Ike: World War II’s Indispensable General, Part 2
When spurned, Churchill often became petulant as he did one evening when, miffed that his generals had backed Eisenhower rather than him over an issue then took his theatrical displeasure out on his soup. "His chin [wasn't] very much above the soup plate. He crouched over the plate, almost had his nose in the soup, and wielded the spoon rapidly. The soup disappeared to the accompaniment of loud gurglings," as Churchill deliberately ignored his table companions.
Temperamentally neither man could stand being bested by another. One night the two dueled each other on the subject of history, "each attempting to outdo the other in his knowledge . . . Beetle said Ike ran rings around the Prime Minister, throwing dates and events around like AA fire in a London blitz." 
Like Churchill’s, Eisenhower’s single-mindedness was occasionally cause for concern, such as the day he decided to drive himself alone to Telegraph Cottage [his retreat in a London suburb], "principally to prove to himself he could remember the route, but also to escape routine. That Eisenhower had no driver’s license and was last seen weaving down the middle of the road was hardly reassuring; nevertheless the trip was completed unscathed. It was a measure of his restlessness that Eisenhower was inordinately proud of himself. 
Churchill shortly before disembarking in Normandy on 11 June 1944. The Prime Minister crossed the English Channel on the destroyer HMS Kelvin, which was briefly taken under fire by German coast defense artillery.
In his wartime correspondence with Roosevelt, Churchill always referred to himself as the "Former Naval Person," a reference to his service as the First Lord of the Admiralty from 1911 to 1915 and again in 1939-40, when he first began exchanging letters and cables with Roosevelt. Yet, for all his oddities, Churchill had a clear vision of what it would take to win the war and for the uses and lessons of history, particularly that which he had personally experienced during World War I. Above all, he understood the nature of coalition warfare and despite not always getting his way was determined to make the coalition work, once telling Eisenhower if he had any problem with any member of His Majesty’s armed forces, he had merely to inform Churchill, who would personally see to it that the offender was removed or disciplined forthwith. Although Eisenhower never took up the offer, it was a reassuring sign of the prime minister’s trust in the American general.
Eisenhower and Churchill shared a deep hatred of Hitler and his evil German empire. Privately during the war, Churchill looked forward to the day when he could display his contempt by urinating on Nazi soil, a fantasy brought to symbolic fruition on the Siegfried Line in 1945. Although Eisenhower was never known to have expressed such sentiments, his enmity ran no less deep. Together, they would make a grand team.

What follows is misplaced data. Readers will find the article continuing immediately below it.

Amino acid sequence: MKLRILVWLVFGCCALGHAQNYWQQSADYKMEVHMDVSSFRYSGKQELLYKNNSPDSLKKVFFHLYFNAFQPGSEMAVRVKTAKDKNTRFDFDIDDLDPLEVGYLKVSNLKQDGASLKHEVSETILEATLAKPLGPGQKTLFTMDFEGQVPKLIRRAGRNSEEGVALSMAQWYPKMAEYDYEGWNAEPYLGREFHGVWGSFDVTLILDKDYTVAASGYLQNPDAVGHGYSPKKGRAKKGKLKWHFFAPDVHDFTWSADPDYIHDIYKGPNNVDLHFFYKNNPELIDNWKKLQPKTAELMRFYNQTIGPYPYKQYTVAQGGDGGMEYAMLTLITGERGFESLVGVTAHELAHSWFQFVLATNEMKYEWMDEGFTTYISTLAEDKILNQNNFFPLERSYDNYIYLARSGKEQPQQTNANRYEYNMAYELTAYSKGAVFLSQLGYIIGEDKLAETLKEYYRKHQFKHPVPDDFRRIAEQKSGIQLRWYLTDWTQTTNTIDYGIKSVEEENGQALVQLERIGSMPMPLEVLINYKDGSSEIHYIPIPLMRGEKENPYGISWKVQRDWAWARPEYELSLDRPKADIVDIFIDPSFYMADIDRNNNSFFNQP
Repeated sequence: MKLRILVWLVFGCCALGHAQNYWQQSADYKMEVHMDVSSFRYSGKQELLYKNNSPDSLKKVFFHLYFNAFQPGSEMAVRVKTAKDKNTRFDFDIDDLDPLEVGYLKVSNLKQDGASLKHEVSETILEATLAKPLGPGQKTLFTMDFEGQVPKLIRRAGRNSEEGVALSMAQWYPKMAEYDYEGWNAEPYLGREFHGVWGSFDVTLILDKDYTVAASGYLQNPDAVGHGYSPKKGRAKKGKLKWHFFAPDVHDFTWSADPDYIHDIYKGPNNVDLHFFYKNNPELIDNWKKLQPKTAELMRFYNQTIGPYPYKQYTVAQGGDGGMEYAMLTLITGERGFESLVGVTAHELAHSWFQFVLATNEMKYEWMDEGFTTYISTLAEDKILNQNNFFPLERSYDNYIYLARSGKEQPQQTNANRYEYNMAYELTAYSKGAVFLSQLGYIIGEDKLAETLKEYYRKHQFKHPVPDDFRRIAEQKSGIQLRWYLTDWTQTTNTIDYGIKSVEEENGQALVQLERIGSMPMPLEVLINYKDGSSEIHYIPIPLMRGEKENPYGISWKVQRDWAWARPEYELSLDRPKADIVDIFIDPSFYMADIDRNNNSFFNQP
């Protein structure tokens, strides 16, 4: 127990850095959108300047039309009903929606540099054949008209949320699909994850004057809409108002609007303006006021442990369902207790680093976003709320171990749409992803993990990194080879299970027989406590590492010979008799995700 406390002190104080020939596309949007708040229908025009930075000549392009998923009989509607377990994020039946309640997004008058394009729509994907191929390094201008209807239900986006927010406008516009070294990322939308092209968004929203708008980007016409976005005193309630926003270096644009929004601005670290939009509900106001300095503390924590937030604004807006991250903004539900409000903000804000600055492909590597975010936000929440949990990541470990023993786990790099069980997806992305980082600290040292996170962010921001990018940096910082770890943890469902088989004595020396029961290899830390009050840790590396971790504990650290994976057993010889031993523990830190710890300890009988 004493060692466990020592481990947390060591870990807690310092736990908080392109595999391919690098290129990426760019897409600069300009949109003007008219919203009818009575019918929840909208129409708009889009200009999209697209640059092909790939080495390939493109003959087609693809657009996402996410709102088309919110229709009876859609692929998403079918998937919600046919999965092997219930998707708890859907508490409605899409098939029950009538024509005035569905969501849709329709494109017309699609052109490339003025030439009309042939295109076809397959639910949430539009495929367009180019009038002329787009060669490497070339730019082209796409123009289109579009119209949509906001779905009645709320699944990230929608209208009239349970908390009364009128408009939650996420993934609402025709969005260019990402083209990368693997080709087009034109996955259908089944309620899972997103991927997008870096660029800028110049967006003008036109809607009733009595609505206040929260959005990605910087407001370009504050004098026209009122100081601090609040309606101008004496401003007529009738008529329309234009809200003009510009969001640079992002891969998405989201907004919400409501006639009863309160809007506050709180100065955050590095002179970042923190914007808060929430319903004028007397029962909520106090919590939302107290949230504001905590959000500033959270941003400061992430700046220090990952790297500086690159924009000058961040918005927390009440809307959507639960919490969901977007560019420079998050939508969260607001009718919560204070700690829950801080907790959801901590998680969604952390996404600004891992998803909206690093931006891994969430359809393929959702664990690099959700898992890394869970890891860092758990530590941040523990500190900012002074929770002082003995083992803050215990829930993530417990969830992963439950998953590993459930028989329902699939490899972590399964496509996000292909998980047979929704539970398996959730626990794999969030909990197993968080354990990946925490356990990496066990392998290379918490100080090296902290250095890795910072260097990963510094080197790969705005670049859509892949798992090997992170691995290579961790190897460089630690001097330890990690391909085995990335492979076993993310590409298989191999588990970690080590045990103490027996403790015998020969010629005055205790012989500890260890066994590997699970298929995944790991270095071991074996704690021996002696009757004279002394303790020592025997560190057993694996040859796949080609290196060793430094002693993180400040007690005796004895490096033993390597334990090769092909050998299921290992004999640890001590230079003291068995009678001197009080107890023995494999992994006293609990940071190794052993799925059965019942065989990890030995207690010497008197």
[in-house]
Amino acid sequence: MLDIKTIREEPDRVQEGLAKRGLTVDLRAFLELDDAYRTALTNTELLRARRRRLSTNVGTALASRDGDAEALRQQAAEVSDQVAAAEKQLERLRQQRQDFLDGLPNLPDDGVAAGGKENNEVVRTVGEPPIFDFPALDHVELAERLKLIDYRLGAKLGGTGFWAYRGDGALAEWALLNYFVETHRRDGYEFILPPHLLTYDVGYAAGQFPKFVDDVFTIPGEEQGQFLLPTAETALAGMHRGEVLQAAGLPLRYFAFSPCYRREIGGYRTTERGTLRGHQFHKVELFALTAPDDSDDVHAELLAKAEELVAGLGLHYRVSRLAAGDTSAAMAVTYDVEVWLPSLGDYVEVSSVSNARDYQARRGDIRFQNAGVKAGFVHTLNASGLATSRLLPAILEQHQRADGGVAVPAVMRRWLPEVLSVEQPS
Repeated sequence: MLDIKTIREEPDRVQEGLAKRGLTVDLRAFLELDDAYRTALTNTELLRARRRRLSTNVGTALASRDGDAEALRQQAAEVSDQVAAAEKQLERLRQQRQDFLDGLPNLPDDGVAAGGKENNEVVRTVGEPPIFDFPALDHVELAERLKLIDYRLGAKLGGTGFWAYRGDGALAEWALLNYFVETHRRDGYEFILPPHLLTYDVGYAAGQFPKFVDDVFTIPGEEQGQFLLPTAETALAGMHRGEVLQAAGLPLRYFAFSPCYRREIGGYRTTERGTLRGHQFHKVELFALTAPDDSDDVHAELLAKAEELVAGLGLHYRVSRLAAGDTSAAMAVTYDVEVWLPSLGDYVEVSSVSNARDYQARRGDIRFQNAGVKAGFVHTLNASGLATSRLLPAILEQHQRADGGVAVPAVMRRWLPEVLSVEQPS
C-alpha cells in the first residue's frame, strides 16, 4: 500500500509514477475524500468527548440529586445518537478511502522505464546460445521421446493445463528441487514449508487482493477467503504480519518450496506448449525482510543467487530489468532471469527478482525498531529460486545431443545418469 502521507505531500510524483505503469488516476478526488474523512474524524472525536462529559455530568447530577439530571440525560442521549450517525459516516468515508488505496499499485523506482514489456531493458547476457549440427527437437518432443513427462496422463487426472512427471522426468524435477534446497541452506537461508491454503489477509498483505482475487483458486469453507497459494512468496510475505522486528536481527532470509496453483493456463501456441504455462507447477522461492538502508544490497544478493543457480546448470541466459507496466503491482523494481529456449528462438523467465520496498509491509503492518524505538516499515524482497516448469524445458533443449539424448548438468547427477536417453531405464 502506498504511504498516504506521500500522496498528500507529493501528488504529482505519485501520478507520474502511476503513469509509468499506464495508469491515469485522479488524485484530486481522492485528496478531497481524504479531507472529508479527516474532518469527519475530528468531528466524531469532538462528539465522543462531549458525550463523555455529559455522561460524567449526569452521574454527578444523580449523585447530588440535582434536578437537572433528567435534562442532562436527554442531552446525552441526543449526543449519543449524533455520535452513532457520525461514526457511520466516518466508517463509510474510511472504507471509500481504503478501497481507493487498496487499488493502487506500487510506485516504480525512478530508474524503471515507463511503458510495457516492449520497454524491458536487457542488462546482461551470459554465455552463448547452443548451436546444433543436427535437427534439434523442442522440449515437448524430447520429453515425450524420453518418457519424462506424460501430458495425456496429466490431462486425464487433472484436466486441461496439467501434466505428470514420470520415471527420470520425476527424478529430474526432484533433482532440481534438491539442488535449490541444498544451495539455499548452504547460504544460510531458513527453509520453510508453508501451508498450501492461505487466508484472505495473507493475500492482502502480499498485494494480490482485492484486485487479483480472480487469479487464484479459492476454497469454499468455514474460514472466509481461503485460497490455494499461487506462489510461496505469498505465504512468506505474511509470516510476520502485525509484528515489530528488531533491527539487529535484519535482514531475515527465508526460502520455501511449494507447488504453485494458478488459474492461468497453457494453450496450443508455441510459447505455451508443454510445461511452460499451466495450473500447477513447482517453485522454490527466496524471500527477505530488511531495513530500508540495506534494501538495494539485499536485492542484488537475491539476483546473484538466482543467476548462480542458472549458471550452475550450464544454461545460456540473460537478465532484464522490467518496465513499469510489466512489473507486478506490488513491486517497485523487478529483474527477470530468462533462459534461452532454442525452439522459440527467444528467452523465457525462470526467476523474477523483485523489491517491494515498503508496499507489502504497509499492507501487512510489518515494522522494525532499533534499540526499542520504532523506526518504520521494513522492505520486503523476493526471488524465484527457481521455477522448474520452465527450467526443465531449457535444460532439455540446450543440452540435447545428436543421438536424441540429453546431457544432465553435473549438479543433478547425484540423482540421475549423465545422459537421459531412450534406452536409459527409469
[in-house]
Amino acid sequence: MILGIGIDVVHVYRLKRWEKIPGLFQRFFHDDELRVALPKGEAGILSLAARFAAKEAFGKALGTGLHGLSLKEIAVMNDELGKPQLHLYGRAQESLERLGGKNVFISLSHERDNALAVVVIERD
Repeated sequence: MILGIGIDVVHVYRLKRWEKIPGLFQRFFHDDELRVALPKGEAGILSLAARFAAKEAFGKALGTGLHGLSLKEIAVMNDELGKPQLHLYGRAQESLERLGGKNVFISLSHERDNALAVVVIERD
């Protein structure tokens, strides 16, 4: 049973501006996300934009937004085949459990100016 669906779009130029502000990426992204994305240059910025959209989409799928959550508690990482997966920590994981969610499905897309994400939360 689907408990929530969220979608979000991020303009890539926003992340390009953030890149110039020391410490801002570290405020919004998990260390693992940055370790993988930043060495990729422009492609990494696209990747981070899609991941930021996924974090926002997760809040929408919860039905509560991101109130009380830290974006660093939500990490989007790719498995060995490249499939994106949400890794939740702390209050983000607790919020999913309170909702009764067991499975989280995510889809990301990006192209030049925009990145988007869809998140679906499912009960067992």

* * * *
The next article will consider Eisenhower’s early battles – not just with the Germans and Italians, but also to establish himself and his authority as the new allied commander-in-chief in the Mediterranean. For an officer of Ike’s very limited troop experience and command time, to be thrust into such a challenging post that required him to win the respect and support of men far senior to him, in both rank and experience, was one of the greatest challenges he faced. We remember Eisenhower as the confident and successful supreme commander who guided the Allies through the last eighteen months of the war. But first, there were those pesky battles in the Mediterranean against an experienced and determined enemy.
(Portions of this account of the Eisenhower-Churchill relationship are extracted from the author’s Eisenhower: A Soldier’s Life (Henry Holt, 2002 and Owl Books, 2003.)
 Geoffrey Perret, Eisenhower (New York, 1999), p. 167.
 "General Eisenhower on the Military Churchill," 1967 ABC television documentary, Eisenhower General File, George C. Marshall Library, Lexington, VA.)
 Robert Rhodes James, Churchill: A Study in Failure, 1900-1939 (London, 1970), pp. 49-50.
 William Manchester, The Last Lion: Winston Spencer Churchill: Alone, 1932-1940 (Boston, 1988), p. 359.
 During his first three months in London, Eisenhower met with Churchill on ten occasions, several of them "overnights" at Chequers. Harry Hopkins found Chequers so bone-chillingly cold that he hated the place "more than the devil hates holy water," and wore an overcoat in an attempt to keep warm. (Diary of Captain Harry C. Butcher, Sep. 21, 1942, Butcher Papers, Eisenhower Library.)
 Michael J. McKeogh & Richard Lockridge, Sgt. Mickey and General Ike (New York, 1946), p. 44.
 Martin Gilbert, Churchill: A Life (New York, 1991), p. 730.
 Lord Moran, Winston Churchill: the Struggle for Survival, 1940-1965 (London, 1968 edition), p. 191.
 John J. McCloy draft article for Foreign Affairs, McCloy folder, Box 75, Pre-Pres Papers, Eisenhower Library.
 Quoted in transcript of Eisenhower’s conversation with Alastair Cooke, "General Eisenhower on the Military Churchill,"
 Gerald Pawle, The War and Colonel Warden (London, 1963), pp. 307-8. Churchill overheard Thompson’s remark and groused, "I’m not as old as all that."
 Kay Summersby, Eisenhower Was My Boss (New York, 1948), p. 20.
 "General Eisenhower on the Military Churchill."
 Butcher diary, Oct. 21, 1942. 16. Oct. 24, 1942.